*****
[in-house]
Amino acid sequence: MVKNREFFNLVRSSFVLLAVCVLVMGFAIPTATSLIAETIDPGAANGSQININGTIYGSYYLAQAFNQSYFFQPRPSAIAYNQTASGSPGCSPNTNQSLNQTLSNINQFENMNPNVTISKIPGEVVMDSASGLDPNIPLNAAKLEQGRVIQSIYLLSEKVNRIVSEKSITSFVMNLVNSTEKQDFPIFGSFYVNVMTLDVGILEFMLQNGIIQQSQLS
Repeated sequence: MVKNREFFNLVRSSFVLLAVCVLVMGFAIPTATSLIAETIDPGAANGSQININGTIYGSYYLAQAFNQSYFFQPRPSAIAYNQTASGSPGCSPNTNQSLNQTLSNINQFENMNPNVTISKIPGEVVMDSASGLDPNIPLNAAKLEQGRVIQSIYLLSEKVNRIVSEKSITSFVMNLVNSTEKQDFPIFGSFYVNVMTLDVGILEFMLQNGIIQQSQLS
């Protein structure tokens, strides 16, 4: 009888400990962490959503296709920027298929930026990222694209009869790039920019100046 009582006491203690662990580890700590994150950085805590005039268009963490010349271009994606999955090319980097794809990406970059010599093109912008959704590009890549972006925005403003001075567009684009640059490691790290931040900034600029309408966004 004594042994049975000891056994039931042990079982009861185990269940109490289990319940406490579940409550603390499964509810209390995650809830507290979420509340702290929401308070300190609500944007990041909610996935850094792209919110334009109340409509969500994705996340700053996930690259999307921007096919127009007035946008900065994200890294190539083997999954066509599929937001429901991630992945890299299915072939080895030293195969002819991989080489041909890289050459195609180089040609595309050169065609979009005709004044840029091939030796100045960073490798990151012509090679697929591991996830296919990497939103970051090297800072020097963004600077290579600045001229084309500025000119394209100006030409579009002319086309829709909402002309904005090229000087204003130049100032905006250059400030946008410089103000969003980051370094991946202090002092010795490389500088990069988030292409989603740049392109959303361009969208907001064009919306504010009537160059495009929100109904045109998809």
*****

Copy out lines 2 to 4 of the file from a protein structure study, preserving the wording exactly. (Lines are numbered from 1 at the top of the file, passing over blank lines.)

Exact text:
Amino acid sequence: MVKNREFFNLVRSSFVLLAVCVLVMGFAIPTATSLIAETIDPGAANGSQININGTIYGSYYLAQAFNQSYFFQPRPSAIAYNQTASGSPGCSPNTNQSLNQTLSNINQFENMNPNVTISKIPGEVVMDSASGLDPNIPLNAAKLEQGRVIQSIYLLSEKVNRIVSEKSITSFVMNLVNSTEKQDFPIFGSFYVNVMTLDVGILEFMLQNGIIQQSQLS
Repeated sequence: MVKNREFFNLVRSSFVLLAVCVLVMGFAIPTATSLIAETIDPGAANGSQININGTIYGSYYLAQAFNQSYFFQPRPSAIAYNQTASGSPGCSPNTNQSLNQTLSNINQFENMNPNVTISKIPGEVVMDSASGLDPNIPLNAAKLEQGRVIQSIYLLSEKVNRIVSEKSITSFVMNLVNSTEKQDFPIFGSFYVNVMTLDVGILEFMLQNGIIQQSQLS
């Protein structure tokens, strides 16, 4: 009888400990962490959503296709920027298929930026990222694209009869790039920019100046 009582006491203690662990580890700590994150950085805590005039268009963490010349271009994606999955090319980097794809990406970059010599093109912008959704590009890549972006925005403003001075567009684009640059490691790290931040900034600029309408966004 004594042994049975000891056994039931042990079982009861185990269940109490289990319940406490579940409550603390499964509810209390995650809830507290979420509340702290929401308070300190609500944007990041909610996935850094792209919110334009109340409509969500994705996340700053996930690259999307921007096919127009007035946008900065994200890294190539083997999954066509599929937001429901991630992945890299299915072939080895030293195969002819991989080489041909890289050459195609180089040609595309050169065609979009005709004044840029091939030796100045960073490798990151012509090679697929591991996830296919990497939103970051090297800072020097963004600077290579600045001229084309500025000119394209100006030409579009002319086309829709909402002309904005090229000087204003130049100032905006250059400030946008410089103000969003980051370094991946202090002092010795490389500088990069988030292409989603740049392109959303361009969208907001064009919306504010009537160059495009929100109904045109998809």